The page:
Another difficulty faced by international students in the US is the difference in examination and homework system. In the first assignment of Real Analysis I submitted in the US school, I submitted the whole note book to the professor where the professor had to grade just first two pages in it. He was surprised and asked me why I was handing him the entire notebook, and I was again confused why he was asking me why I am handing him the whole notebook. Then, I saw one of my friends handing in only the two pages as the assignment, and then understood what the problem was.

In the first semester of my US study, probably it was the first week of the class. Professor came to the class and announced that there would be a quiz the following week. I went to the class getting ready for the quiz (assuming that quiz would be similar to the one we had in Nepal, professor divides the class into some groups and asks oral questions to the groups). But when I was waiting for the quiz to start, the professor distributed a set of questions for each student. I was waiting for the group to be formed by the professor, but other students had already started working on their problems on their own, independently. Then, I asked the professor what was going on. He explained how the quiz takes place in the class, and then I was prepared to that system from the following weeks.

These are just some examples of the problems faced by international students, especially mathematics students, in the US educational system. One of the implications of my writing is that in the face of numerous confusions and challenges like these, an international student has to be patient in order to adapt to the new environment. Another implication is that the severity and the complexity of the problems faced by different students could vary, and in my case the challenges were not that big as there could be similarities in mathematics teaching and learning between the two countries. Another reason for my problem being not very serious could be that I came to US with extensive experiences in teaching and learning, which might have helped me in making my transition process smoother. It is also possible that I was a relatively quick learner of the materials and the technology provided by the instructor, so in spite of the initial setback, I quickly started doing well.

Challenges in Learning English

Story by

Moussa Ehsan

From

Iran

Major/Field

Computer Science

Level

Graduate

After finishing my BSc. and MSc. in two prestigious universities in Iran, I decided to continue my education in the US. Since during my masters I had published several academic papers in international conferences and attended a few of them as well, I was fairly confident about my English fluency. However, when I entered the US, I realized that was not the case. I would like to give three examples of the challenges I had when I first entered the US:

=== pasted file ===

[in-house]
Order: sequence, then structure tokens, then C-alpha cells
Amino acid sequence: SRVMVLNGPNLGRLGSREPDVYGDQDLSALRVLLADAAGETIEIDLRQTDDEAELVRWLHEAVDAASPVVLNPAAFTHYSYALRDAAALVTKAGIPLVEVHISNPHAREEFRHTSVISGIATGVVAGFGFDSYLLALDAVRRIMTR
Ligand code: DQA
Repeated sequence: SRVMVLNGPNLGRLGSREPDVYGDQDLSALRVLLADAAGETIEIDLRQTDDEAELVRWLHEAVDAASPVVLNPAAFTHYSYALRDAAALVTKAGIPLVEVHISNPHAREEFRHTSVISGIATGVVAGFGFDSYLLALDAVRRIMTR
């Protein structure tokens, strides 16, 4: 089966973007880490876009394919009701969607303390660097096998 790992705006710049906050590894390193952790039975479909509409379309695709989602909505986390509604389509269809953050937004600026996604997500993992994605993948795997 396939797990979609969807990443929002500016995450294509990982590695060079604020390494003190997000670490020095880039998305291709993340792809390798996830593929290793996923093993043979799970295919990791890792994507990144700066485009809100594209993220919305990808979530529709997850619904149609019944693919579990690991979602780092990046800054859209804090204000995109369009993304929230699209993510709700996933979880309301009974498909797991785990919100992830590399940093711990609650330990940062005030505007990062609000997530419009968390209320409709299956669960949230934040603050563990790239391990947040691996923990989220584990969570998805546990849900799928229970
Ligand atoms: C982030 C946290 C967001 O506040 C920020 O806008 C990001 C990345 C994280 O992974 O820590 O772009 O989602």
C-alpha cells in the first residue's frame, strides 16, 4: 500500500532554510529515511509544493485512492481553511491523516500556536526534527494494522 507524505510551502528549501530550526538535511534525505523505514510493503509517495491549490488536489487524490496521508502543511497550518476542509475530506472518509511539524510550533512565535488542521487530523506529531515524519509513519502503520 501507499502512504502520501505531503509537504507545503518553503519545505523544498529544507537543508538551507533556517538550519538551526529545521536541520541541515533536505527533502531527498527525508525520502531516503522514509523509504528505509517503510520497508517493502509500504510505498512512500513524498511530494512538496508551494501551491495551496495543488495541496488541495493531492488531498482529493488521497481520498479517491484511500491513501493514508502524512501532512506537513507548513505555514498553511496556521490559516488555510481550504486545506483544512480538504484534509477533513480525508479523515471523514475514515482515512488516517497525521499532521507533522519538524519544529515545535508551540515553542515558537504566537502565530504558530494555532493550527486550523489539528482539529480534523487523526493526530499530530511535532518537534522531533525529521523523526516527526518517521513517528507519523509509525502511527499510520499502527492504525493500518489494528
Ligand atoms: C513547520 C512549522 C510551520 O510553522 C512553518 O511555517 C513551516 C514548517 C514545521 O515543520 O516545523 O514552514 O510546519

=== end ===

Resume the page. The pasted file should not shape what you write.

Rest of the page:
1- “Think in English”

When I entered the US, I faced a sever problem: although I was feeling that I am speaking fluently, my audience were not understanding me! The reason was although syntactically I was speaking in English, semantically I was thinking in Farsi. For example, in order to say “I will pick you up” I was saying “I will come after you”. I was not realizing that these two sentences have two different meanings. In short term, I was able to overcome this problem by explaining more. The problem was not as serious when I was talking to non-native speakers; however, native speakers were really getting confused.

The problem was arising even more when I was participating in the class discussions. When the professor was asking a question in the class, I had to spent a few seconds to think about the problem to find the answer but a few minutes to think in Farsi, translate it to English, and then make the sentence! These few minutes were also enough for me to decide not to ask my question from the professor. Therefore, in the first half of my first semester, I was incapable to participate in the class discussions; especially that I had some idea about the discussion.

The same thing had also shown up in my writing assignments. My advisor had to edit my articles, papers or reports significantly. Literally, he re-wrote my first paper completely. I used to hear this sentence a lot from my advisor: “This is not English!”

I have been constantly trying to practice how to think in English. I am seeing significant improvements since then although there is long way to go!

2- Limited Vocabulary

When I write I usually end up repeating a limited set of words and their variations in my essays. This is mainly because the domain of my vocabulary knowledge is limited. The problem was hiding itself more in speaking because the domain of words that I needed to communicate with people seems to be less than what I needed to write.

But how should I widen it? That was a challenging question! I first decided to memorize words. I started with a small (~2000 words) dictionary and had a plan to upgrade to bigger one soon afterwards. But at some moment I realized that it was waste of time, due to two reasons: 1- memorizing the words could help if I did not know the meaning of the words at all. But for most of the words either I knew the meaning, or I could guess it by finding the origin of the word. 2- As I was rarely using the newly-learned words, I forgot most of them after a week or so!